Yesterday you had a chance to read a full review about Acid Rain, the latest piece of sonic artistry by Amos Pitsch, a multi-talented mastermind behind many bands from the state of Wisconsin. Tenement is one of those bands known to the broader auditorium, and Pitsch included Predatory Headlights, their third full-length album released in 2015. What I noticed first about this album is the heaviness of the packaging. I immediately thought it was a double album, and I wasn’t wrong at all. It turns out that the band also invested so much into the packaging, which also contributes to the heaviness. There’s no way something’s going to ruin the vinyl besides all these layers of carton. Predatory Headlights comes with a thoughtfully assembled cut-n-paste graphic imagery that perfectly suits the sonic aesthetics of this release. If you’re into meaningful avant-garde, dadaist, and punk rock collages, the visual identity of Predatory Headlights will be right up your alley.
Considering there are 25 songs included, some vinyl purists would probably argue if Predatory Headlights is a double album or not, but it’s unquestionably material you have to listen to in one sitting. This full-length keeps you entertained as long as it spins on your turntable because the band invested so many brilliant ideas and excellent musicianship into this release. There’s no way you’ll not going to enjoy all these flawlessly performed lead vocals, harmonious singalongs, perfectly executed riffs, ear-appealing chord progressions, cleverly assembled basslines, and mid-tempo rhythmic sequences. As soon as you put a needle on this piece of plastic, you’ll notice Tenement are not joking around with their music, and the quality remains their priority from scratch to finish. Also, it’s nearly mindblowing how these guys managed to record 25 compositions without sounding repetitious and boring. Each track bursts with fresh ideas, chord progressions, riffs, guitar licks, melodies, harmonies, themes, and other creative sonic maneuvers. Some bands aren’t capable of recording 25 songs during their entire careers without sounding repetitious, so I have to give props to Tenement for being such an incredible band. Also, keep in mind these experienced musicians have nine more releases, and all are equally good.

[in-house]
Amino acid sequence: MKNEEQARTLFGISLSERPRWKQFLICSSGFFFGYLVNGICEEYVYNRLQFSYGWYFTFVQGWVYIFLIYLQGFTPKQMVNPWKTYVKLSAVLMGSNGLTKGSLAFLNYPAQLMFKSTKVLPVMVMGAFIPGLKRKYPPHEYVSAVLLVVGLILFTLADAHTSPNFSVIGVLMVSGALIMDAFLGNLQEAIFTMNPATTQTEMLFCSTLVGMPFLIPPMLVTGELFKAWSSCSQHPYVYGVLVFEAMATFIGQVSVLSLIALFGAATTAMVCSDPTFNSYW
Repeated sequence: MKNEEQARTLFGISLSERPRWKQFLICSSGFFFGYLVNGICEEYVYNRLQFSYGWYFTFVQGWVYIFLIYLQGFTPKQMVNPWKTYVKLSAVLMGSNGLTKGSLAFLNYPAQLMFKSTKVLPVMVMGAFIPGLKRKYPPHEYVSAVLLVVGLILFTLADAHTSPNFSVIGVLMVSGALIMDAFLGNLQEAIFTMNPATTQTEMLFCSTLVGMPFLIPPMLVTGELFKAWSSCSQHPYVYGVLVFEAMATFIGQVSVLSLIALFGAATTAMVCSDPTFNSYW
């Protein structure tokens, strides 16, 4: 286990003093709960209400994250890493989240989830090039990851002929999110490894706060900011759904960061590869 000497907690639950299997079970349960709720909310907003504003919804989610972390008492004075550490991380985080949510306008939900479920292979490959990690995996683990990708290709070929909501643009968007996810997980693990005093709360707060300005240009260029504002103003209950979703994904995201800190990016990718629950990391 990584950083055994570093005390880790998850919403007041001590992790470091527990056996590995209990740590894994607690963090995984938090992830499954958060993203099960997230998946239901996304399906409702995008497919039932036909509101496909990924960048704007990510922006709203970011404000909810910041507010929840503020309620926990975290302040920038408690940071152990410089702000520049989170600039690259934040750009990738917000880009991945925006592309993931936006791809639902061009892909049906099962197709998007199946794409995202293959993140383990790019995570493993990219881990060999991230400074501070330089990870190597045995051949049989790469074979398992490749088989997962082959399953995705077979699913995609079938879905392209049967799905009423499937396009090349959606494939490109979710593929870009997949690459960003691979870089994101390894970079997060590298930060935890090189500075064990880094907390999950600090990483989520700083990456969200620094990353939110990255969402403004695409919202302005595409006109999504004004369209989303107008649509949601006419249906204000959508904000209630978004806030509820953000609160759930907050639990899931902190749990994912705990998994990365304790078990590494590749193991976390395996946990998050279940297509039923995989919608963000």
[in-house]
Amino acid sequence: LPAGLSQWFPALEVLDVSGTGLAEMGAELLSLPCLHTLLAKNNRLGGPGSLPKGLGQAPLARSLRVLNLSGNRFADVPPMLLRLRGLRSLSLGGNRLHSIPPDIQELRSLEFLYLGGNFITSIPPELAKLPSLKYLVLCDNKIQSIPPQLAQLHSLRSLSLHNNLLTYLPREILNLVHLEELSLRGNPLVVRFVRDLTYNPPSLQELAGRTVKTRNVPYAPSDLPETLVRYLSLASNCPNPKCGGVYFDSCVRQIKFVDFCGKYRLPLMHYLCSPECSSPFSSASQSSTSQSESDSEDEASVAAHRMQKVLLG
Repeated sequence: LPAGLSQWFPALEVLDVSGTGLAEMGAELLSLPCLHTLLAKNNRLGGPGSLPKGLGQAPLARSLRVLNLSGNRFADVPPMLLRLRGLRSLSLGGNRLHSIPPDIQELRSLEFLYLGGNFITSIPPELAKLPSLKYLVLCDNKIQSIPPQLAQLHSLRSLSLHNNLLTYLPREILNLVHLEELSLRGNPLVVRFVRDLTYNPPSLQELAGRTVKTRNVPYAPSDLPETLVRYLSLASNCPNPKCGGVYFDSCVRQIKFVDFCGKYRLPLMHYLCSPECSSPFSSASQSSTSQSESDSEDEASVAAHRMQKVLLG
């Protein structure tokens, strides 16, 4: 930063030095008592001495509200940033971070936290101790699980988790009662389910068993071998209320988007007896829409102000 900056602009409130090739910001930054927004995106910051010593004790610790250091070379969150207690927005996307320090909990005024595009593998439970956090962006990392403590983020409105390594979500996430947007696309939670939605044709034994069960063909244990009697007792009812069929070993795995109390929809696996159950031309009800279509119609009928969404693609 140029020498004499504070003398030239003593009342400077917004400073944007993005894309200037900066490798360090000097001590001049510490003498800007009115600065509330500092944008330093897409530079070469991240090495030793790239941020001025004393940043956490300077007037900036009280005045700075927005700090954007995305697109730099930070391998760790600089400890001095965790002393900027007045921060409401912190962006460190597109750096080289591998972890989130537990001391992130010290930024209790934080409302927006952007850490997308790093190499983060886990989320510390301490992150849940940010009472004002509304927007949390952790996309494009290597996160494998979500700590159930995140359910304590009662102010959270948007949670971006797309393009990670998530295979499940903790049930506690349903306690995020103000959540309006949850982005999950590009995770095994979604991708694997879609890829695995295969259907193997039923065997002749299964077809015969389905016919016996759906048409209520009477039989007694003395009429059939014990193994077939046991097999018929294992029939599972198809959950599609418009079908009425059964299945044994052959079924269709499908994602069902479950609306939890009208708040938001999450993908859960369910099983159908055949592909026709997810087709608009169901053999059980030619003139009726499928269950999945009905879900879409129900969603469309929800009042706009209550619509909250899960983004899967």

Those stumbling upon this band for the first time may expect nothing but divine punk rock numbers drenched in many complementary genres. You’ll notice explorations into the fundamentals of sixties garage rock, seventies rock’n’roll, power pop, classic pop, soul, avant-garde, experimental, acoustic, folk, and Americana. Don’t be surprised if you stumble on other music genres because these guys are capable of transforming their sound in a matter of seconds without losing consistency. Here comes the fun part, you will maintain the impression that you’re listening to the same band all the time. They ultimately succeeded in merging all their interests into a singular, colossal piece of sonic artistry with not a single bad song included in it. Tenement continuously levitates between highly energetic punk rock/garage rock songs, baroque/power/classic pop ballads, and avant-garde/experimental/free-improv maneuvers. The band wanted to create a pleasant listening experience separated with longevous, unsettling tracks decorated with dissonant piano notes. It sounds much more entertaining than just a winning streak of ear-appealing songs because this album would sound boring after 25 identical tracks. This way, the band wanted to tickle your interest in the remainder of the material, and I think it’s a brilliant move. I believe Predatory Headlights is still available on double vinyl, compact disc, and cassette, so head over to Tenement’s Bandcamp page or Don Giovanni Records and purchase this gem in your preferred format.